So, that’s our whirlwind tour of the new Park MGM, a work in progress.

While we’re not thrilled about the comped drink policy at Juniper Cocktail Lounge and Money Line sports bar, there’s a lot to like about Park MGM, including the staff.

Most members of the Monte Carlo staff have made the transition to Park MGM with their friendliness intact. They’re not shy about admitting there’s been some chaos during the rebrand, but they’re starting to see former Monte Carlo customers return.

The reality, though, is those Monte Carlo customers aren’t really the target customer of Park MGM. Park MGM has aspirations to attract younger, more affluent customers.

A prime example is Bavette’s Steakhouse & Bar. While we’ve heard it’s good, it’s not really for the value-conscious.

Juniper seems more along the lines of Skyfall at Delano and Clique at Cosmopolitan than fans of the Hit Lounge.

Park MGM

Although it’s not on the sign, Park MGM will have a boutique hotel, NoMad. NoMad needs a better agent.

It’s odd to think of the Las Vegas Strip without Monte Carlo, but Las Vegas is always throwing something new against the wall to see if it will stick.

Enjoy more photos from our recent foray to Park MGM.

Update (7/3/18): We hear Moneyline sports bar and Juniper cocktail lounge have revisited their policies and now comp a limited selection of drinks for video poker players.

Park MGM Progress - June 2018

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Hell’s Kitchen at Caesars Palace is a Qualified Success

Our favorite celebrity chef, Gordon Ramsay, has another Las Vegas hit on his hands.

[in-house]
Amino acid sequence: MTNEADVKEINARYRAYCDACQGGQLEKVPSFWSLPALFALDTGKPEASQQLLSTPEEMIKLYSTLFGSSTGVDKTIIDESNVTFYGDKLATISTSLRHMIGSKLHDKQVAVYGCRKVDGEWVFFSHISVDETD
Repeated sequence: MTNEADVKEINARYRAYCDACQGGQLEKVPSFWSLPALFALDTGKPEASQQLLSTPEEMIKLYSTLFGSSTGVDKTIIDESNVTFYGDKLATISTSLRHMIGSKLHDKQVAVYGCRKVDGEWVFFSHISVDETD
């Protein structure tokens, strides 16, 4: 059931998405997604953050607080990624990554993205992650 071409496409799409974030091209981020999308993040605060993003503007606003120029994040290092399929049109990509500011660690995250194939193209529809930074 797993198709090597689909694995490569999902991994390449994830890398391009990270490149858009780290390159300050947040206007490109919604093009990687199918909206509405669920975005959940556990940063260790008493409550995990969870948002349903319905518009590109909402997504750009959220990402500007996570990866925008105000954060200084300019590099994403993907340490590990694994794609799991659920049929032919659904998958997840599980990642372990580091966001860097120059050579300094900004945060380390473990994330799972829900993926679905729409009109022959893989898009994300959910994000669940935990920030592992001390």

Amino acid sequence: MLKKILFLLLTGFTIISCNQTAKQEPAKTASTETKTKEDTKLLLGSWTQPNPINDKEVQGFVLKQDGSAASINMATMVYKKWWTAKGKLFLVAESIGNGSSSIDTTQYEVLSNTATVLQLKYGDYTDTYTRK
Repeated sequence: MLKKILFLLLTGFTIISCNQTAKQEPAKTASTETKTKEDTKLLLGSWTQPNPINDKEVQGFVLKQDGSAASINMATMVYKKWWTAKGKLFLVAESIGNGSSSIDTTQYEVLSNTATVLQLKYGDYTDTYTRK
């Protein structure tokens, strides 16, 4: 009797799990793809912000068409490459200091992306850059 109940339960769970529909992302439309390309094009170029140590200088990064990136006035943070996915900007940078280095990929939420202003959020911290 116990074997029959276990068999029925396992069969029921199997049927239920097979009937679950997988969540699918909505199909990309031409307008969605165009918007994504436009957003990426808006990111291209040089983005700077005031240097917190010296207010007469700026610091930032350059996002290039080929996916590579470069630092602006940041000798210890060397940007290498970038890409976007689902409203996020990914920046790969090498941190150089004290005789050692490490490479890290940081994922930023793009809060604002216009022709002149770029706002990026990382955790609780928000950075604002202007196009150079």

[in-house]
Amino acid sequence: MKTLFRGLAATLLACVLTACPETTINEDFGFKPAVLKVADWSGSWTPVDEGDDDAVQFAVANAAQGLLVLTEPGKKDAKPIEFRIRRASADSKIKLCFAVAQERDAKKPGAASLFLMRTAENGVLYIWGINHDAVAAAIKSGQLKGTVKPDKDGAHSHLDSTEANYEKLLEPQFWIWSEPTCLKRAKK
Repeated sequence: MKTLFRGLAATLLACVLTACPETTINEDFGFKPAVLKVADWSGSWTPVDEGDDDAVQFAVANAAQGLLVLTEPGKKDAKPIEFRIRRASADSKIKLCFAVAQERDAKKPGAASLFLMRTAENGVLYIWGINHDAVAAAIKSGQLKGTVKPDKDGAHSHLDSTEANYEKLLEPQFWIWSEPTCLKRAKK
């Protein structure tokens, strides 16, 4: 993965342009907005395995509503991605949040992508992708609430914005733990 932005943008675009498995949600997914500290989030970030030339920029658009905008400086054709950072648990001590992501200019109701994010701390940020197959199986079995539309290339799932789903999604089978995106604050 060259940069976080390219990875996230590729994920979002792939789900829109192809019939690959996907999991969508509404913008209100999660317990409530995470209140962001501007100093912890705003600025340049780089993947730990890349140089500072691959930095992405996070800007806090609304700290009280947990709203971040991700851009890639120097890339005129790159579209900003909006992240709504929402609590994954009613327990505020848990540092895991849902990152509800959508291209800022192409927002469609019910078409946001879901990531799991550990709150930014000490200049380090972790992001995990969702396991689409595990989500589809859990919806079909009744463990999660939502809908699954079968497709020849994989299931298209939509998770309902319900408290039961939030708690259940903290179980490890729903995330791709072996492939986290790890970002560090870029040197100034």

Hell’s Kitchen is currently one of the hottest restaurants in Sin City, so we had to check it out.

Hell's Kitchen restaurant

Fun fact: Gordon Ramsay toyed with naming his Las Vegas restaurant “Hell’s Vestibule,” but that didn’t have the same ring to it.

Hell’s Kitchen opened at Caesars Palace on Jan. 26, 2018, and was an immediate hit. The restaurant claimed to have received 12,000 reservations in 10 days.

In restaurant parlance: That’s a metric hell-ton.

So, why are we saying it’s a “qualifed” success, rather than an “unqualified” one? Well, to be honest, we didn’t really get it.

Hell's Kitchen Las Vegas

“Donkey!” Sorry, we had to get that out of our system.

First, the place is really, really loud.

Hell’s Kitchen moved into the former Serendipity 3 restaurant space, and it’s pretty much a big, square box. You know, like a speaker box. The place is packed, so the sound reverberates, and you end up having to shout throughout your meal.

Some people enjoy that cacophony in restaurants, as it can create a feeling of high energy and excitement. We are not one of those people.